7 Billion Needles

Tadano Nobuaki’s 7 Billion Needles starts off right, with an extremely introverted girl walking by the sea and noticing what at first looks like a shooting star, but which then turns towards her and incinerates her.


She gets better, though, and also gets drafted into helping to hunt down an extraterrestrial menace which threatens all life on Earth.

Clearly, Tadano’s story, based on Hal Clement’s Needle, jumps right into the action. For good reason, too - the whole series is only four relatively short volumes, and Tadano keeps up a brisk pace throughout. On one hand, this means that there’s never a dull moment, no need to pad out the story to make it longer, nor any sense of rushing to finish too quickly. On the downside, there’s not a lot of depth here, and a couple fairly major changes in characters’ personalities come too abruptly (for those who’ve read it already, I’m thinking especially of the change in the relationship between Horizon and Maelstrom). Overall, though, the comic is as close to a perfect length for this story as one can reasonably expect.

I also found myself thinking “They’re having an Evangelion moment!” a couple times towards the end. It’s not actually too similar, but we do have someone trying to merge all humanity into a single being, and the fate of the world depends on a couple moody, socially awkward teenagers. One of the highlights for this series is how Tadano links two separate concepts, saving the world and learning to relate to other people. Maelstrom, the antagonist, has taken over the body of someone at progatonist Hikaru’s school. So, she’s forced out of her shell because she has to begin talking to her classmates to try to figure out which one is Maelstrom. Another girl must learn a similar lesson in the last two volumes.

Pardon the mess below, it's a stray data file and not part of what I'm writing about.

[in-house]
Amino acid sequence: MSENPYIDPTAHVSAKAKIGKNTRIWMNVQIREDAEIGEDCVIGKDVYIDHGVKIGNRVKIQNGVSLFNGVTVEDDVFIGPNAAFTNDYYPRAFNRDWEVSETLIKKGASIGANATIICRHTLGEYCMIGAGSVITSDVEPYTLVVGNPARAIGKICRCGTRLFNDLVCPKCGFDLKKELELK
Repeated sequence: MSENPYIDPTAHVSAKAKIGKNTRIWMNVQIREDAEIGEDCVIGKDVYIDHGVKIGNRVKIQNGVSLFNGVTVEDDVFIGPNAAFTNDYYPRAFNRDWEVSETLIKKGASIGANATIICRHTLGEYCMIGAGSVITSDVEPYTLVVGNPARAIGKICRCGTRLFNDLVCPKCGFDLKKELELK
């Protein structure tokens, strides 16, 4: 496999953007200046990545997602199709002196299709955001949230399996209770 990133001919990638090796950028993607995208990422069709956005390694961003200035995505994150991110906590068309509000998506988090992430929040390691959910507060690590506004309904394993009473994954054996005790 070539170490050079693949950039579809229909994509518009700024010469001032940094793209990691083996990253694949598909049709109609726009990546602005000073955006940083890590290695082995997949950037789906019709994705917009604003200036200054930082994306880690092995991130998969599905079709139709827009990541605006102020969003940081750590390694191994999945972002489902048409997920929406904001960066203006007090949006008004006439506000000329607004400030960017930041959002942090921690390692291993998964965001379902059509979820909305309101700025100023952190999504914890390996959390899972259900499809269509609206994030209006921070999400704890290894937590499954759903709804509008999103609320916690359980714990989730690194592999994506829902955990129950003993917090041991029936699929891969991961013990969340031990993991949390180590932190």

The artwork is excellent, with expressive characters and detailed backgrounds, and the everyday and science fiction elements fit together well. It’s a bit grotesque at times, and the second and third volumes contend for the most unappealing covers to any book I own, but it’s appropriate for the story, so I won’t complain.

The translation, which isn’t credited to anyone specifically, is clear and sounds good in English. I should also note that Vertical did their usual fine job with quality paper and binding. They also included a couple extras. First, there are a few pages of rough designs and sketches. There’s not much to these, but it’s nice to have, nonetheless. Second, we get a short comic, “Hikkikimori Headphone Girl,” whose protagonist apparently served as a prototype for Hikaru.

Overall, I really enjoyed the comic, and it’s probably the best I’ve read so far this year. It’s one of the best-executed stories I’ve read recently.